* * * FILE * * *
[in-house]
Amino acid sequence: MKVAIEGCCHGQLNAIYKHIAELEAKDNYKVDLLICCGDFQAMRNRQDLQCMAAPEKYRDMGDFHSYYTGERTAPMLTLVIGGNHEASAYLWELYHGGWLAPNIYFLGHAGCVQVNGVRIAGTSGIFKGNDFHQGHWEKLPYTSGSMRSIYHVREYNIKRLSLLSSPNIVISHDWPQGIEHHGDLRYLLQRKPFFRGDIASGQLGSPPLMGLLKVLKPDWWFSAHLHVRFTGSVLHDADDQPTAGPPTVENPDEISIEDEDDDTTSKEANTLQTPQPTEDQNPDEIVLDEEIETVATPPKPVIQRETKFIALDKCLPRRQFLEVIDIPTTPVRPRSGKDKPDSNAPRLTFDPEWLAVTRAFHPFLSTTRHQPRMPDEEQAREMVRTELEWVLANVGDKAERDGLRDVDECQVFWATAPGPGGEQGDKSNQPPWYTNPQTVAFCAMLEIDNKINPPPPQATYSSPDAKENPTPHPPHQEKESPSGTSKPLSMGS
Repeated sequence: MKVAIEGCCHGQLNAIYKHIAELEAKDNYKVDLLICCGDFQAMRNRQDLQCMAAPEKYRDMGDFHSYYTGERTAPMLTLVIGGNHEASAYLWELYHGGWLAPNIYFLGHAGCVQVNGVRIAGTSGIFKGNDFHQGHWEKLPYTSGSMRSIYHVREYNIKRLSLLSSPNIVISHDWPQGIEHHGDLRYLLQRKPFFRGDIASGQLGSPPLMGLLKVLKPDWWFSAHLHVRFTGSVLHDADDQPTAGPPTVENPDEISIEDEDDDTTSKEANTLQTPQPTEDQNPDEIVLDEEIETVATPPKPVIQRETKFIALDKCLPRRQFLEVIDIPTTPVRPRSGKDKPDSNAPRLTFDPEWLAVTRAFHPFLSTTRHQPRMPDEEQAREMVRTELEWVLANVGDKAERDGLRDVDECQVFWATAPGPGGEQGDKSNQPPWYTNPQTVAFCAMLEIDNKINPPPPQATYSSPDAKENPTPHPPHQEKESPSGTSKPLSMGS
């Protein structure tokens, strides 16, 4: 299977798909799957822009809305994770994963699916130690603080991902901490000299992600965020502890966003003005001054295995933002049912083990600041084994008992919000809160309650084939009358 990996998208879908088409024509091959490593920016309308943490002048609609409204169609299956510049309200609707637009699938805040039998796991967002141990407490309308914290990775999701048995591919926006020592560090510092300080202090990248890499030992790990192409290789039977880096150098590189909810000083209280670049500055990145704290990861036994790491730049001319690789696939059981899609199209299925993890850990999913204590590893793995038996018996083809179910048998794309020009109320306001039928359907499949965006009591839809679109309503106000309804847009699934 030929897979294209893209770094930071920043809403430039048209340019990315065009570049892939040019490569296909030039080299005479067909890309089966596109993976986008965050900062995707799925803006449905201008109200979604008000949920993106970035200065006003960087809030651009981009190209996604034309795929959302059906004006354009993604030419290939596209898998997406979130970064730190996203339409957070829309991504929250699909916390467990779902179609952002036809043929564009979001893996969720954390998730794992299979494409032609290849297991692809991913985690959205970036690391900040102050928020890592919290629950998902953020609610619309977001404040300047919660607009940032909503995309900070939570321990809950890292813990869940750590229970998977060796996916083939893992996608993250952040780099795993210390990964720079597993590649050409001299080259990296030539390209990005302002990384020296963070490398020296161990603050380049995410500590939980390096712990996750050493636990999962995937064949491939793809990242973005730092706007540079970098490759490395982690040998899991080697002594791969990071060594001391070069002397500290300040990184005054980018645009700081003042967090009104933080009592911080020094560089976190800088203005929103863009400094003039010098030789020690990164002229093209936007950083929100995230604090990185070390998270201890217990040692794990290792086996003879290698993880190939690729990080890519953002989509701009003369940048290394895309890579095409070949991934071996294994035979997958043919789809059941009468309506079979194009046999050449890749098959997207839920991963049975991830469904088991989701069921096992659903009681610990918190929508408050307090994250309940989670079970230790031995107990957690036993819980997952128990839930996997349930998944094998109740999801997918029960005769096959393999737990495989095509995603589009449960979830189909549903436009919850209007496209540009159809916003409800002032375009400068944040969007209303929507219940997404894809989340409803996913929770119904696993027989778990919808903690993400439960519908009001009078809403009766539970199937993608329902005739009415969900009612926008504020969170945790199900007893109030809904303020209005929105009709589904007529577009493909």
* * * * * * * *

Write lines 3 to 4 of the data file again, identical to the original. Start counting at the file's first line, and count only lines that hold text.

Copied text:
Repeated sequence: MKVAIEGCCHGQLNAIYKHIAELEAKDNYKVDLLICCGDFQAMRNRQDLQCMAAPEKYRDMGDFHSYYTGERTAPMLTLVIGGNHEASAYLWELYHGGWLAPNIYFLGHAGCVQVNGVRIAGTSGIFKGNDFHQGHWEKLPYTSGSMRSIYHVREYNIKRLSLLSSPNIVISHDWPQGIEHHGDLRYLLQRKPFFRGDIASGQLGSPPLMGLLKVLKPDWWFSAHLHVRFTGSVLHDADDQPTAGPPTVENPDEISIEDEDDDTTSKEANTLQTPQPTEDQNPDEIVLDEEIETVATPPKPVIQRETKFIALDKCLPRRQFLEVIDIPTTPVRPRSGKDKPDSNAPRLTFDPEWLAVTRAFHPFLSTTRHQPRMPDEEQAREMVRTELEWVLANVGDKAERDGLRDVDECQVFWATAPGPGGEQGDKSNQPPWYTNPQTVAFCAMLEIDNKINPPPPQATYSSPDAKENPTPHPPHQEKESPSGTSKPLSMGS
């Protein structure tokens, strides 16, 4: 299977798909799957822009809305994770994963699916130690603080991902901490000299992600965020502890966003003005001054295995933002049912083990600041084994008992919000809160309650084939009358 990996998208879908088409024509091959490593920016309308943490002048609609409204169609299956510049309200609707637009699938805040039998796991967002141990407490309308914290990775999701048995591919926006020592560090510092300080202090990248890499030992790990192409290789039977880096150098590189909810000083209280670049500055990145704290990861036994790491730049001319690789696939059981899609199209299925993890850990999913204590590893793995038996018996083809179910048998794309020009109320306001039928359907499949965006009591839809679109309503106000309804847009699934 030929897979294209893209770094930071920043809403430039048209340019990315065009570049892939040019490569296909030039080299005479067909890309089966596109993976986008965050900062995707799925803006449905201008109200979604008000949920993106970035200065006003960087809030651009981009190209996604034309795929959302059906004006354009993604030419290939596209898998997406979130970064730190996203339409957070829309991504929250699909916390467990779902179609952002036809043929564009979001893996969720954390998730794992299979494409032609290849297991692809991913985690959205970036690391900040102050928020890592919290629950998902953020609610619309977001404040300047919660607009940032909503995309900070939570321990809950890292813990869940750590229970998977060796996916083939893992996608993250952040780099795993210390990964720079597993590649050409001299080259990296030539390209990005302002990384020296963070490398020296161990603050380049995410500590939980390096712990996750050493636990999962995937064949491939793809990242973005730092706007540079970098490759490395982690040998899991080697002594791969990071060594001391070069002397500290300040990184005054980018645009700081003042967090009104933080009592911080020094560089976190800088203005929103863009400094003039010098030789020690990164002229093209936007950083929100995230604090990185070390998270201890217990040692794990290792086996003879290698993880190939690729990080890519953002989509701009003369940048290394895309890579095409070949991934071996294994035979997958043919789809059941009468309506079979194009046999050449890749098959997207839920991963049975991830469904088991989701069921096992659903009681610990918190929508408050307090994250309940989670079970230790031995107990957690036993819980997952128990839930996997349930998944094998109740999801997918029960005769096959393999737990495989095509995603589009449960979830189909549903436009919850209007496209540009159809916003409800002032375009400068944040969007209303929507219940997404894809989340409803996913929770119904696993027989778990919808903690993400439960519908009001009078809403009766539970199937993608329902005739009415969900009612926008504020969170945790199900007893109030809904303020209005929105009709589904007529577009493909």